This is the part where we get a few dozen (or hundred or however many) pages into a book and tell you how badly it sucks. Or how great it is, I suppose. No, probably how bad it sucks.
Truth told, this one doesn't actually suck... It just strains credibility to the breaking point and beyond. Kind of like Stirling did in his Draka series. That time, pretty much everything that could go wrong for the good guys actually did go wrong and the result was that the most racist, brutal society imaginable ended up ruling the world.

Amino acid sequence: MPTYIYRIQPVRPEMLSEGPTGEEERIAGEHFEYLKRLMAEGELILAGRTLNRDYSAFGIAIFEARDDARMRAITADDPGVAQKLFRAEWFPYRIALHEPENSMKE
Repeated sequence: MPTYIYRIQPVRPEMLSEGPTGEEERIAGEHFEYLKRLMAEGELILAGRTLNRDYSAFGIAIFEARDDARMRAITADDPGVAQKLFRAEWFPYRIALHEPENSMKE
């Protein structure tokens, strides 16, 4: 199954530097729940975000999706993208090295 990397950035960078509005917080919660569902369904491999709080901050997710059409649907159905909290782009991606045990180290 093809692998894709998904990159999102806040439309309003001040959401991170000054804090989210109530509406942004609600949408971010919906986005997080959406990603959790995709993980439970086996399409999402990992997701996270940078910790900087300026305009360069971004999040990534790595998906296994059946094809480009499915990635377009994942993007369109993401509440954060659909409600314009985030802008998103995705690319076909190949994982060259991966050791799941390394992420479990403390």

Dies the Fire takes us in the opposite direction by putting good people in a bad place but letting pretty much every turn of luck go their way. If they need something (or someone), it (or he) just seems to magically appear.
I'm not giving you much in the way of plot points but suffice it to say that this is sort of an apocalyptic what-if kind of thriller. Personally, if you're into this sort of thing, I would suggest John Birmingham's After America instead. Better written and more believable. Both require a certain suspension of disbelief (all science fiction-type writing does), but Birmingham only asks for it once at the beginning of things... Stirling demands it on pretty much every page.